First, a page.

Celtic Throwdown is the Irish national lead-in to the Capcom Cup, the premiere accomplishment in fighting e-sports. As the year wears on, the group will begin to liaise with the Street Fighter developers, run qualifiers and regional heats, and help oversee the grassroots framework of the tournament. For all of this formality and structure, though, the centrepoint of the fighting game community is to provide social space for avid Hadouken-throwers. It’s a recurring theme among the members of the community when asked about the time and effort that goes into mastering the art of fighting.
Chris says:“Asking for insight implies I have actually mastered that art (laughs). I’ll try not to throw out the old cliché ‘it’s just a game’;, but enjoying yourself is the most important thing at the end of the day. I’ve lost many times and got frustrated, like every player does at some point, but the enjoyment of the games and the friends I’ve made through them is what always brings me back.”
It’s a viewpoint with which Tom concurs.
“The most important thing for me is: have fun. If you’re not having fun, it’s not worth your time. If you can’t have fun while losing 40 games in a row, you’ll never be able to put in the time required to get good. I’m a terrible Street Fighter player, I regularly go an entire night without winning a game, yet I turn up every chance I get because I have fun playing and interacting with the lads in the community.”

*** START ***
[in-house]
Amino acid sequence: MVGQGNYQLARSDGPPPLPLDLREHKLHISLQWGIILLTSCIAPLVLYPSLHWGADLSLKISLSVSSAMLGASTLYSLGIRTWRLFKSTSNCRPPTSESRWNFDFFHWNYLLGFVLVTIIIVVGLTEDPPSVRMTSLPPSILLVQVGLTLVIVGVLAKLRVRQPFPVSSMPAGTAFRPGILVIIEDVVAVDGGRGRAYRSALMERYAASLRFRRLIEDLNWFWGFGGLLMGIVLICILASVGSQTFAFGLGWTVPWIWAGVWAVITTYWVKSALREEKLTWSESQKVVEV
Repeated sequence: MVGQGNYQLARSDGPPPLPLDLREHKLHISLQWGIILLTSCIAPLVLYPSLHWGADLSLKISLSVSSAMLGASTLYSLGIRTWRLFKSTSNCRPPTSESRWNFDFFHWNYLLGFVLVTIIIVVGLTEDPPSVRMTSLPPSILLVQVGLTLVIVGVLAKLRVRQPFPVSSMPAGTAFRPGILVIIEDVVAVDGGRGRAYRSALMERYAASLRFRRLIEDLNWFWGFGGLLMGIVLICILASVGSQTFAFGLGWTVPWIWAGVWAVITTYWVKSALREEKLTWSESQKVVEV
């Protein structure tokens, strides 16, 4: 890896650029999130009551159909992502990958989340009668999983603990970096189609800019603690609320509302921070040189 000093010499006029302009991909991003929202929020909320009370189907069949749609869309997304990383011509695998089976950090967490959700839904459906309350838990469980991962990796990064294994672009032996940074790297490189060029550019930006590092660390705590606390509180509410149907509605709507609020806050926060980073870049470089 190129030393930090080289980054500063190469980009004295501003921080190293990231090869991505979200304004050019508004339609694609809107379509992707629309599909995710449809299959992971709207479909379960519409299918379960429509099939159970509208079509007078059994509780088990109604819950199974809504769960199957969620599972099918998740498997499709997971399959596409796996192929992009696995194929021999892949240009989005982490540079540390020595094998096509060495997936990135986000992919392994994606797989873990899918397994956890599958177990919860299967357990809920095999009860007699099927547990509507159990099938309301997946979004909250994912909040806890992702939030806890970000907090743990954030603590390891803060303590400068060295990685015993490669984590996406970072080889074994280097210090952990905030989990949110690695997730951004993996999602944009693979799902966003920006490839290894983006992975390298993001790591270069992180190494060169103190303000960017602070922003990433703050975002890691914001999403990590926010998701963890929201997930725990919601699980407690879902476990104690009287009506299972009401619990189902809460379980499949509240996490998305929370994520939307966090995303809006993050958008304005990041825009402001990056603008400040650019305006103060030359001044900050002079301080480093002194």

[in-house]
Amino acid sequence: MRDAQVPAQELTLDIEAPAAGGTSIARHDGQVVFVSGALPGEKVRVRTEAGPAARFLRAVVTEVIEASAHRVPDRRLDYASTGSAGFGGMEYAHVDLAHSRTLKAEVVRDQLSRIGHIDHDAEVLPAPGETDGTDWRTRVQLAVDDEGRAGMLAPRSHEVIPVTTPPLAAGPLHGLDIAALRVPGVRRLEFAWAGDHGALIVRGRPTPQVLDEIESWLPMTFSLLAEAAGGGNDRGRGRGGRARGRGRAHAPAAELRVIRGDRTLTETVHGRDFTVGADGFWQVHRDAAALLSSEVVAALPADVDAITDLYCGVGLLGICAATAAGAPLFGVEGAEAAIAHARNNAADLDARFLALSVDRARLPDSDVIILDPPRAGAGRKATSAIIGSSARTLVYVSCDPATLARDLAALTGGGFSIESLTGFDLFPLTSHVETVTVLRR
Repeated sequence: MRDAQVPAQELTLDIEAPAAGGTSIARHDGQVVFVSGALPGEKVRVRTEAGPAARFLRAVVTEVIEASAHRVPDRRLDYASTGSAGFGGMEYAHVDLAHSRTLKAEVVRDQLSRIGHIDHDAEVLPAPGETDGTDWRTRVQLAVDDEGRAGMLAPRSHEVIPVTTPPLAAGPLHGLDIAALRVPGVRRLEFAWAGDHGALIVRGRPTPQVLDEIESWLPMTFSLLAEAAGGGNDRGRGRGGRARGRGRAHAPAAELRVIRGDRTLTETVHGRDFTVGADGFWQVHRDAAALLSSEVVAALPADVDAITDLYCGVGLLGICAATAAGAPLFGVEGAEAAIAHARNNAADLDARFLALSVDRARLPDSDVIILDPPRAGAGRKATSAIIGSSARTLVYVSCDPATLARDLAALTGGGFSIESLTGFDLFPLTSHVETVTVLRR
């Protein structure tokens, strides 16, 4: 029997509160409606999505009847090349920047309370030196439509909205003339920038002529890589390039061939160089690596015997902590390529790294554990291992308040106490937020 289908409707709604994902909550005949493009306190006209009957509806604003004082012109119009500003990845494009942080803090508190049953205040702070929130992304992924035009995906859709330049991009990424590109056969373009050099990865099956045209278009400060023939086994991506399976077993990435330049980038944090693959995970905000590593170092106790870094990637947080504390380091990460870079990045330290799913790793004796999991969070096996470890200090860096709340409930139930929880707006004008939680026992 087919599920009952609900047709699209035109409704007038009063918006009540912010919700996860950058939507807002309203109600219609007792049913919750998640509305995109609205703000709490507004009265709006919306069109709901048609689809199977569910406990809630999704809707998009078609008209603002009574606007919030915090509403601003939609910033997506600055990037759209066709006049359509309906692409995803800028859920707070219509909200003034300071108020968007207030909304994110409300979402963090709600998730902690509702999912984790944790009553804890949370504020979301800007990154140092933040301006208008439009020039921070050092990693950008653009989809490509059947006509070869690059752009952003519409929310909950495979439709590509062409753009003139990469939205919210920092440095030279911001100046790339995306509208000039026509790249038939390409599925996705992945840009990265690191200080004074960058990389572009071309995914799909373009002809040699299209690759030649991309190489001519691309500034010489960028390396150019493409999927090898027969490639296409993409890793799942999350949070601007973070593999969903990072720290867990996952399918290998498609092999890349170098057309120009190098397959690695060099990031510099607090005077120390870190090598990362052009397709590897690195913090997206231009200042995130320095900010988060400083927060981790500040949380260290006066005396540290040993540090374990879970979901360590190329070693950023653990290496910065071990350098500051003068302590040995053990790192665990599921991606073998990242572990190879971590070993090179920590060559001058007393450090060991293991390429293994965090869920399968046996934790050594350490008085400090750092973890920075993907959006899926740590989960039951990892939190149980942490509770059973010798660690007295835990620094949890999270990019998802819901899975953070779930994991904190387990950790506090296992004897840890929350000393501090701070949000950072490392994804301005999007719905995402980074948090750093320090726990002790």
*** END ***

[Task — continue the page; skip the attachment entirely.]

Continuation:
The uptick of this openness has been an expansion into games more friendly for a general audience, with Nintendo’s cartoon brawler Super Smash Brothers bringing new players in.
With changes made to the use of their previous venue space, and with the closure of an interim home in the Camden Palace Hotel, the team will likely have to lay low for the summer outside of visits to other fighting game communities around the country, before setting back up in any of the newer spaces opening up to community groups around town.
With all of the recent nostalgia for retrogaming in particular in mind, the question is floated around of the best place for new people to start, that one all-time- greatest scrapping sim. There may be variations on the theme, but one clear-cut winner emerges: the seemingly immortal Street Fighter series.
Says Chris of a later instalment: “Street Fighter Alpha 3 was the game my brother and I played to absolute death on the PlayStation when it originally came out.
“We had no idea of the broken stuff possible at the time, just simple mano-a- mano stuff that kept us enthralled for many a night, until sunrise the next morning.”
Tom issues an open challenge when discussing his personal favourite: “For me it’s Street Fighter III: 3rd Strike. It’s absolutely gorgeous, some of the best looking, most detailed sprites you’re ever likely to see.
“The fighting engine feels fast and fluid, with the parry mechanic. Unfortunately due to its age, the only people who still play are absolute beasts, so online play can be a bit scary.
“But if you’re ever at an event, come find me and I’ll always be willing to throw down in 3rd Strike!”
Cork Fighting Game Community organises and discusses gaming through its Facebook group: search for ‘Cork Fighting Game Community’, join for info on upcoming events.